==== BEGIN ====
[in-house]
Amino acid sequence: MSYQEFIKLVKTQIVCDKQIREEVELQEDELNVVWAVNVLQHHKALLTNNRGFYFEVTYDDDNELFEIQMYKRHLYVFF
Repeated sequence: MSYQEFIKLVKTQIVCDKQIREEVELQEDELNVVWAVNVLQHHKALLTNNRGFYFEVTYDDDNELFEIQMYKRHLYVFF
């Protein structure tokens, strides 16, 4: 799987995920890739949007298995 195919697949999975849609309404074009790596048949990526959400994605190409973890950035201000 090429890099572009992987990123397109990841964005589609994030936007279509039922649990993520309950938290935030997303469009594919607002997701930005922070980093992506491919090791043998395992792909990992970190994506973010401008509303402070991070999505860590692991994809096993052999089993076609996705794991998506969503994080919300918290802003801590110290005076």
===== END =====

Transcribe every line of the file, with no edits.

[in-house]
Amino acid sequence: MSYQEFIKLVKTQIVCDKQIREEVELQEDELNVVWAVNVLQHHKALLTNNRGFYFEVTYDDDNELFEIQMYKRHLYVFF
Repeated sequence: MSYQEFIKLVKTQIVCDKQIREEVELQEDELNVVWAVNVLQHHKALLTNNRGFYFEVTYDDDNELFEIQMYKRHLYVFF
């Protein structure tokens, strides 16, 4: 799987995920890739949007298995 195919697949999975849609309404074009790596048949990526959400994605190409973890950035201000 090429890099572009992987990123397109990841964005589609994030936007279509039922649990993520309950938290935030997303469009594919607002997701930005922070980093992506491919090791043998395992792909990992970190994506973010401008509303402070991070999505860590692991994809096993052999089993076609996705794991998506969503994080919300918290802003801590110290005076």